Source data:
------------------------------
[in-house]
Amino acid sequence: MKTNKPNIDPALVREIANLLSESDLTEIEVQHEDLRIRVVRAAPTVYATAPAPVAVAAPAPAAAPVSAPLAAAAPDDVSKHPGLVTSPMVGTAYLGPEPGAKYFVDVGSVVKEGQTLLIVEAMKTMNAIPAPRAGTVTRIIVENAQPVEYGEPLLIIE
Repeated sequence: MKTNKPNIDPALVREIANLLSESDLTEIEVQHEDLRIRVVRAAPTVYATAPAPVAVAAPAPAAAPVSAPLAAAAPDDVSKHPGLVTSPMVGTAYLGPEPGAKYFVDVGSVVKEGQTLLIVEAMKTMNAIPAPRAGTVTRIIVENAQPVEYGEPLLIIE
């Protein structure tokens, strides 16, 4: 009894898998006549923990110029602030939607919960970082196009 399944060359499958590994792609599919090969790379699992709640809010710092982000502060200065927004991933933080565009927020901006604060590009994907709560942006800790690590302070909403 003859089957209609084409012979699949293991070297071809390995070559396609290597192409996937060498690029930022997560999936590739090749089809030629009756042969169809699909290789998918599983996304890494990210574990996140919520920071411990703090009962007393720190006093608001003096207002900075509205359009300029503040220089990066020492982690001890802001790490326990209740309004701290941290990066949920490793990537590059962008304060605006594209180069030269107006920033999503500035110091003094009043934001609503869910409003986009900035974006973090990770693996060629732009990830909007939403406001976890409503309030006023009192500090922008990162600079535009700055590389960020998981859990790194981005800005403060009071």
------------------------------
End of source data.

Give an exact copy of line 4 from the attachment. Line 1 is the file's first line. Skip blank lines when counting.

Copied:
């Protein structure tokens, strides 16, 4: 009894898998006549923990110029602030939607919960970082196009 399944060359499958590994792609599919090969790379699992709640809010710092982000502060200065927004991933933080565009927020901006604060590009994907709560942006800790690590302070909403 003859089957209609084409012979699949293991070297071809390995070559396609290597192409996937060498690029930022997560999936590739090749089809030629009756042969169809699909290789998918599983996304890494990210574990996140919520920071411990703090009962007393720190006093608001003096207002900075509205359009300029503040220089990066020492982690001890802001790490326990209740309004701290941290990066949920490793990537590059962008304060605006594209180069030269107006920033999503500035110091003094009043934001609503869910409003986009900035974006973090990770693996060629732009990830909007939403406001976890409503309030006023009192500090922008990162600079535009700055590389960020998981859990790194981005800005403060009071």